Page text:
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“We’ve seen a couple of big shift changes. The first is that people are deploying different arsenal. Firms who’ve traditionally always had a Leica or a Faro static scanner, are starting to run with GeoSLAM or Paracosm scanners and doing data capture to capture different levels of detail, different accuracy, tolerances, to match different project requirements.

“There is a realisation that they don’t need to be sending £50/60/70k pieces of kit to site when they could do so with a £15,000 to £20,000 solution. So that’s been a shift change in how the industry is working with SLAM data.

“Secondly, we are also seeing people actually use these devices in the same way they would a traditional scanner. So instead of having long, large linear scans that potentially have drift, they are truncating their capture and keeping that data section quite small.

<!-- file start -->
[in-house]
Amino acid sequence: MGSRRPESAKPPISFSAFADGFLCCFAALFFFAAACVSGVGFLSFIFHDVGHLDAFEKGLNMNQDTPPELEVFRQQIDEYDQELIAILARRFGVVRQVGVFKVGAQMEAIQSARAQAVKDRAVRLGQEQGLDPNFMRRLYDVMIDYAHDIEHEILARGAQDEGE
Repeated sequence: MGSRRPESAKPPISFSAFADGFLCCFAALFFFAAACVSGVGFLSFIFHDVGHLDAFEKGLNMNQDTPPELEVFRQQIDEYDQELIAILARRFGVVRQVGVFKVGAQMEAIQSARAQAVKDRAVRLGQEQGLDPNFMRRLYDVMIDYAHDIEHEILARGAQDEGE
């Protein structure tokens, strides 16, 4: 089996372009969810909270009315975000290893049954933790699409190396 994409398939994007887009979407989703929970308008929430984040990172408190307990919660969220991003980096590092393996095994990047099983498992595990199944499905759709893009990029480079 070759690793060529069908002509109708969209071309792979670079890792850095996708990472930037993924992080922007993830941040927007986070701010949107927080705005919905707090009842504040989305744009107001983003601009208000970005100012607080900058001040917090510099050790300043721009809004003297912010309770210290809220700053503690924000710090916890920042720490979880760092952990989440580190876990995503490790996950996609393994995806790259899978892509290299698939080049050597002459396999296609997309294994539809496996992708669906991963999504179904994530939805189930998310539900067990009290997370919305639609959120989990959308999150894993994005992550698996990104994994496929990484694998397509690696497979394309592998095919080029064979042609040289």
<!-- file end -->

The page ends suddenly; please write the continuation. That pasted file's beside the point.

“The challenge with doing that is they end up with lots of small sections — chunks of scan data which their hardware provider’s software can’t actually manage. They then have to look for an alternative software programme for processing, such as CloudCompare, which is less than ideal.

“We’re seeing firms producing ‘hybrid’ datasets; capturing core areas with a higher accuracy scanners and filling in other areas with a GeoSLAM (or equivalent SLAM) scanner.

“We get a lot of people coming to us with mobile data or the SLAM data captured from drones, handheld scanners, and they’re wanting to align them all together. Our core algorithm initially came out of the static scan world where the centre point, the zero point, was in the centre of the scan. With SLAM that centre point can be outside of the scan data and we would typically see that data fail. We’ve been able to enhance our algorithm and go from a 0% success rate to 100% success rate, enabling automated registration for SLAM data as well as static data.”

SLAM – Data trade-offs

SLAM has always been seen as ‘dirty’ or ‘noisy’ data as it’s far from clean and usually not colourised. Cropp shared her thoughts, “Laser scanning has always been a compromise. There’s always been trade-offs. Do you want data quality? Do you want speed of capture? How much data do you want? How much can you work with? And those three key elements are still relevant today.